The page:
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Ceṭi (செடி) [ceṭittal] 11 intransitive verb < செடி¹. [sedi¹.] To grow bushy, shoot out, as sprays, foliage; கொடிதழைகள் அடர்தல். [kodithazhaigal adarthal.] (J.)

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Ceṭi (செடி) noun [Telugu: ceḍḍa.]

1. Sin; பாவம். செடியேறு தீமைகள் [pavam. sediyeru thimaigal] (திருவாசகம் [thiruvasagam] 40, 2).

2. Vice, evil; தீமை. (சூடாமணிநிகண்டு) [thimai. (sudamaninigandu)]

3. Trouble, distress; துன் பம். செடிபடுநோ யடியாரைத் தீர்ப்பார்போலும் [thun pam. sedipaduno yadiyaraith thirpparpolum] (தேவாரம் [thevaram] 44, 7).

4. [Telugu:. seḍi.] Bad odour, stench; துர்நாற்றம். செடிபடுந் துணியுடைச் சீரை சுற்றினான் [thurnarram. sedipadun thuniyudais sirai surrinan] (திருவாலவாயுடையார் திருவிளையாடற் [thiruvalavayudaiyar thiruvilaiyadar] 54, 19).

5. A disease of children, believed to be caused by the approach of aborted women; காய் விழுந்த மகளிர் தீண்டுதலால் குழந்தைகளுக்கு நேர்வதாகக் கருதப்படும் நோய்வகை. குழந்தைக்குச் செடி தட்டியிருக்கிறது. [kay vizhuntha magalir thinduthalal kuzhanthaigalukku nervathagak karuthappadum noyvagai. kuzhanthaikkus sedi thattiyirukkirathu.] Tinnevelly usage

6. Meanness; இழிவு. செடி நாய் குரைக்க [izhivu. sedi nay kuraikka] (தேவாரம் [thevaram] 991, 7).

7. [Telugu: ceḍu.] That which is decayed, faded, spoiled, as food, flower, etc.; பதனழிந் தது. (யாழ்ப்பாணத்து மானிப்பாயகராதி) [pathanazhin thathu. (yazhppanathu manippayagarathi)]

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Ceṭi (செடி) noun cf. dyuti. Light, splendour; ஒளி. (பிங்கலகண்டு) செடிச்சிறு செம்பொற் கிண்ணம் [oli. (pingalagandu) sedichiru sembor kinnam] (இரகுவமிசம் தேனுவ. [iraguvamisam thenuva.] 112).

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Cēṭi (சேடி) noun < cēṭī.

1. Female servant; ஏவல்செய்பவள். (பிங்கலகண்டு) சேடியர் செவ்வியி னேந்தி னர் [evalseypaval. (pingalagandu) sediyar sevviyi nenthi narrinai] (சிலப்பதிகாரம் அரும்பதவுரை [silappathigaram arumbathavurai] 28, 64).

2. A lady’s female companion; maid; தோழி. (பிங்கலகண்டு) [thozhi. (pingalagandu)]

3. Young woman; இளைமையுடையாள். (யாழ்ப்பாணத்து மானிப்பாயகராதி) [ilaimaiyudaiyal. (yazhppanathu manippayagarathi)]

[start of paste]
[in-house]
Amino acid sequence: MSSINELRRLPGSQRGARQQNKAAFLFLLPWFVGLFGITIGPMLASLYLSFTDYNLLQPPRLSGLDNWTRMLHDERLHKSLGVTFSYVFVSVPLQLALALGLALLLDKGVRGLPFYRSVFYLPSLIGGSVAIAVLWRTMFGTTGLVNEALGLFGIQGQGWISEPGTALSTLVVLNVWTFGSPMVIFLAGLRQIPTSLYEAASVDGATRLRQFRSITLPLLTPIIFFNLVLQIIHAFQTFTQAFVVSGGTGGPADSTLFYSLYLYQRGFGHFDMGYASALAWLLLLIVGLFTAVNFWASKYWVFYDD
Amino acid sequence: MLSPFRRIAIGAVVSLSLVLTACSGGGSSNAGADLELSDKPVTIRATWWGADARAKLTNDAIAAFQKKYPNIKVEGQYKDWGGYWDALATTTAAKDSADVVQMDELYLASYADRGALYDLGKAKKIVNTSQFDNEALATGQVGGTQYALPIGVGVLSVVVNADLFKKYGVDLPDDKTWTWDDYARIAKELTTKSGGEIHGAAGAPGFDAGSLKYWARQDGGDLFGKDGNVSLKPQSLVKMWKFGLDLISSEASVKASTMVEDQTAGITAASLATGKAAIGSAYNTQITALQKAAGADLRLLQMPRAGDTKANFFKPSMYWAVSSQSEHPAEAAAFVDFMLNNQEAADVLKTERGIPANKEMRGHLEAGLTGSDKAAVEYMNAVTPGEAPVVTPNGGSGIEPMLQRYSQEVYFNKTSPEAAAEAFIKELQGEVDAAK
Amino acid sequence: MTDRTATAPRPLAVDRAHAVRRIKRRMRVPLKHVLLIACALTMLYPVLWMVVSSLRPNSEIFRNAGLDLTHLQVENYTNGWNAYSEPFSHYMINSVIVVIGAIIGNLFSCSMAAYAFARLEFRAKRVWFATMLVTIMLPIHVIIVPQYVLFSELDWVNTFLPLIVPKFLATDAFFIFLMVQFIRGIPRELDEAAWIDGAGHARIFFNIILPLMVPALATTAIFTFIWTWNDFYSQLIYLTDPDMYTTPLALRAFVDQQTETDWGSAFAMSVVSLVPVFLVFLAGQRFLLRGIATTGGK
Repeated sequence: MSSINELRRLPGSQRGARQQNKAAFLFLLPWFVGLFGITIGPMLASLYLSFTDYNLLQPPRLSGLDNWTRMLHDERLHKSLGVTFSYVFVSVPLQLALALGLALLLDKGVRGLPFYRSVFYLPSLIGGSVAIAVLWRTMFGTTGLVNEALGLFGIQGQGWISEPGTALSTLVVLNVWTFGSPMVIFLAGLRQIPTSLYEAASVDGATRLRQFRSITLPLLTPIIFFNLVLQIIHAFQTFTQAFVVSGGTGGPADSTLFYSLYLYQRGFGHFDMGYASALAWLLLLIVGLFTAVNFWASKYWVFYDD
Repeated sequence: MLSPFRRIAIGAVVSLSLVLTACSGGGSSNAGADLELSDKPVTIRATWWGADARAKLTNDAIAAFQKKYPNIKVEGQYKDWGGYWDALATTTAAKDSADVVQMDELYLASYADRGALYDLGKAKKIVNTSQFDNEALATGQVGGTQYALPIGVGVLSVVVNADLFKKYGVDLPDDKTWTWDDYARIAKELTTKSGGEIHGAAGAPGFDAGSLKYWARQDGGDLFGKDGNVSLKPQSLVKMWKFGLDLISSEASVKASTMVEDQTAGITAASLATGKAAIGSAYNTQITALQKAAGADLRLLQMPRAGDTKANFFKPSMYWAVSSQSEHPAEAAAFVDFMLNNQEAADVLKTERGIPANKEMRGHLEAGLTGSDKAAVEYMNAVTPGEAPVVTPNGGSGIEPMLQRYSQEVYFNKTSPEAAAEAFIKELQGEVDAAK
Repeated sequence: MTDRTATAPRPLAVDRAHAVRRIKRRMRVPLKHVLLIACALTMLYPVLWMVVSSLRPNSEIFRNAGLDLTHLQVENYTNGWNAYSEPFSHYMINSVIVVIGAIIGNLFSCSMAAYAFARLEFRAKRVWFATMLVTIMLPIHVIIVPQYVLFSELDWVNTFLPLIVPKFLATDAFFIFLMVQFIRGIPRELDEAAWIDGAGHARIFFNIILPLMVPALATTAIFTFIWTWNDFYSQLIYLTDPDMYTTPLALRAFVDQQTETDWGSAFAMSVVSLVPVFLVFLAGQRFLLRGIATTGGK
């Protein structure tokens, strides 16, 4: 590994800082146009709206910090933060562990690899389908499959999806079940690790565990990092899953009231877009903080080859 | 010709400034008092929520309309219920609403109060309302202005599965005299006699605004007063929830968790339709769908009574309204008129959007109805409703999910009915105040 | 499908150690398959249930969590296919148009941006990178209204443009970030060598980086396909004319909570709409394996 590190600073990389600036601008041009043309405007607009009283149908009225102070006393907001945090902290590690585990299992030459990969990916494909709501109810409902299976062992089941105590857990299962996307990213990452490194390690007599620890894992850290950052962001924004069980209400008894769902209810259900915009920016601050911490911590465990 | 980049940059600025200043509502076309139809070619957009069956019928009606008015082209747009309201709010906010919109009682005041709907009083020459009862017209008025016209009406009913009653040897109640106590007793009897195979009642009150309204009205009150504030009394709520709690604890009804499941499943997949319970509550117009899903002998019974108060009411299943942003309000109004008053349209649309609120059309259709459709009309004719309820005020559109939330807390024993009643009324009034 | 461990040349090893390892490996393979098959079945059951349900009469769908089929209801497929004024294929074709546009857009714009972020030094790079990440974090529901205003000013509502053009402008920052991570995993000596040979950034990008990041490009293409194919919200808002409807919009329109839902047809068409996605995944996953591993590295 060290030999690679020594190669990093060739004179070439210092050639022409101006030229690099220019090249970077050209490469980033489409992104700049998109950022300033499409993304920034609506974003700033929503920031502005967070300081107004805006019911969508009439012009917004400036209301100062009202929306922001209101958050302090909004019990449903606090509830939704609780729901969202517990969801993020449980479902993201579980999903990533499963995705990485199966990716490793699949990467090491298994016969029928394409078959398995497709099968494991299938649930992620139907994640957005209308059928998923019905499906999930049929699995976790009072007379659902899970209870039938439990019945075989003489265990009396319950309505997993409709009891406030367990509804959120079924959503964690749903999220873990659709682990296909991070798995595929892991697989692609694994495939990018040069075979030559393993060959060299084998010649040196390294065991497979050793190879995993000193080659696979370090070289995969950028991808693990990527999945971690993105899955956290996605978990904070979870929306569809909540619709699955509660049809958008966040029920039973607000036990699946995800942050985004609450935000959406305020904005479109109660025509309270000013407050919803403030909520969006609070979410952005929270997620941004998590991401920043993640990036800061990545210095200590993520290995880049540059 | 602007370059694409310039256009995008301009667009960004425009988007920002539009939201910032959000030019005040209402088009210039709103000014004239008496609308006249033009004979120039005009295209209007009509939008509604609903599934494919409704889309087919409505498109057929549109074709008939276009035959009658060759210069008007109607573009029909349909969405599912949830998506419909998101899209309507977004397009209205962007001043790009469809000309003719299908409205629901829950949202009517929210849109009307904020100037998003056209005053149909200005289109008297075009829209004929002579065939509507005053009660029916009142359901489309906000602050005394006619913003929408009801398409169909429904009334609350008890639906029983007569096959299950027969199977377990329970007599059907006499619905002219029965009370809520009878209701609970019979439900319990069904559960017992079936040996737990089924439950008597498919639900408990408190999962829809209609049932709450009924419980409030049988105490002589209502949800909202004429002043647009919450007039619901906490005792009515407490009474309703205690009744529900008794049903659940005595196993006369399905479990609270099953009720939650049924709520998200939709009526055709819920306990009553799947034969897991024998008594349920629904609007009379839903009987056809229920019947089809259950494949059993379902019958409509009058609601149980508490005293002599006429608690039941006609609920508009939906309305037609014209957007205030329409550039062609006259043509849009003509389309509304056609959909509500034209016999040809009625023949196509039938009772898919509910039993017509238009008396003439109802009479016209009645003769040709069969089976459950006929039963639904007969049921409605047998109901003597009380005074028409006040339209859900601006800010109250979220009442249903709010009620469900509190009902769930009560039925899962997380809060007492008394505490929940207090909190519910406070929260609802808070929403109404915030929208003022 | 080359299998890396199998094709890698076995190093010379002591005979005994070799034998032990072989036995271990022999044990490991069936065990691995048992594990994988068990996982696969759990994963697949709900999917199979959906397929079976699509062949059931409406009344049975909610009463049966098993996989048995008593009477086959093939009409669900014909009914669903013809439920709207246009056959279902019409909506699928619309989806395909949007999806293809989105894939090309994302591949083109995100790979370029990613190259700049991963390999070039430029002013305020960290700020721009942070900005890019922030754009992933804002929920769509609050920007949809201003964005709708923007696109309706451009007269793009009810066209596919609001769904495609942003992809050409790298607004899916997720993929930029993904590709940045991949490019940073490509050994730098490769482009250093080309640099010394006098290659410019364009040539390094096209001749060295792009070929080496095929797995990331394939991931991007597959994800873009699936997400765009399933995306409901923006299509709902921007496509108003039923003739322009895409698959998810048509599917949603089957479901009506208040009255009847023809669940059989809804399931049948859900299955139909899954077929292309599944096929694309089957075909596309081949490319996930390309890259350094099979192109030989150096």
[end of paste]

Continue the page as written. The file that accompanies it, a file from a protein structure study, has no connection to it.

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Cēṭi (சேடி) noun < śrēṇi.

1. Side of a street; தெருச்சிறகு. (சூடாமணிநிகண்டு) [theruchiragu. (sudamaninigandu)]

2. The world of Vidyādharas; வித்தியாதரருலகு. மாசில் வாலொளி வட திசைச் சேடி [vithiyathararulagu. masil valoli vada thisais sedi] (மணிமேகலை [manimegalai] 17, 21).

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Cēṭi (சேடி) [cēṭittal] 11 verb < śēṣa. intransitive To be left over; எஞ்சுதல். ஓரவிழுஞ் சேடியா தருந் தினன் [enchuthal. oravizhugn sediya tharun thinan] (பிரபுலிங்கலீலை ஆரோகண. [pirapulingalilai arogana.] 29). — transitive To deduct, diminish; குறைத்தல். [kuraithal.] (W.)

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Cēti (சேதி) [cētittal] 11 transitive verb < chēda.

1. To cut off, divide, sever, dissect; வெட்டுதல். தாதை தனைத் தாளிரண்டுஞ் சேதிப்ப [vettuthal. thathai thanaith thalirandugn sethippa] (திருவாசகம் [thiruvasagam] 15, 7).

2. To destroy; அழித்தல். மேலுலகுஞ் சேதித்தீர் [azhithal. melulagugn sethithir] (உபதேசகாண்டம் சூராதி. [upathesagandam surathi.] 50).

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Cēti (சேதி) noun < செய்தி. [seythi.]

1. News, occurrence; சமாசாரம். இந்தச் சேதி யுரைக்க [samasaram. inthas sethi yuraikka] (இராமநாடகம் பாலகா. [iramanadagam palaga.] 13).

2. Nature, manner; தன்மை. வாவறூங்குகின்ற சேதியென்ன [thanmai. vavarunguginra sethiyenna] (உத்தரரா. சம்புவன். [utharara. sambuvan.] 32).

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Cēti (சேதி) noun < Cēdī.

1. Chēdī, the region round Bilaspur and Jubbalpur, one of 56 tēcam, q. v.; வடதேசங்களுள் ஒன்று. சேதிப்பெருமான் சிசு பாலன் [vadathesangalul onru. sethipperuman sisu palan] (மகாபாரதம் திரௌபதி. [magaparatham thiraupathi.] 42).

2. See சேதிநாடு. சேதி நன்னாட்டு நீடு திருக்கோவலூரில் [sethinadu. sethi nannattu nidu thirukkovaluril] (பெரியபுராணம் மெய்ப்பொரு. [periyapuranam meypporu.] 1).

3. The dynasty that ruled Chedi; சேதியை ஆண்ட ஓர் அரசவம்சம். சேதிமா மரபோன் [sethiyai anda or arasavamsam. sethima marapon] (மகாபாரதம் குருகுல. [magaparatham kurugula.] 104).

context information

Tamil is an ancient language of India from the Dravidian family spoken by roughly 250 million people mainly in southern India and Sri Lanka.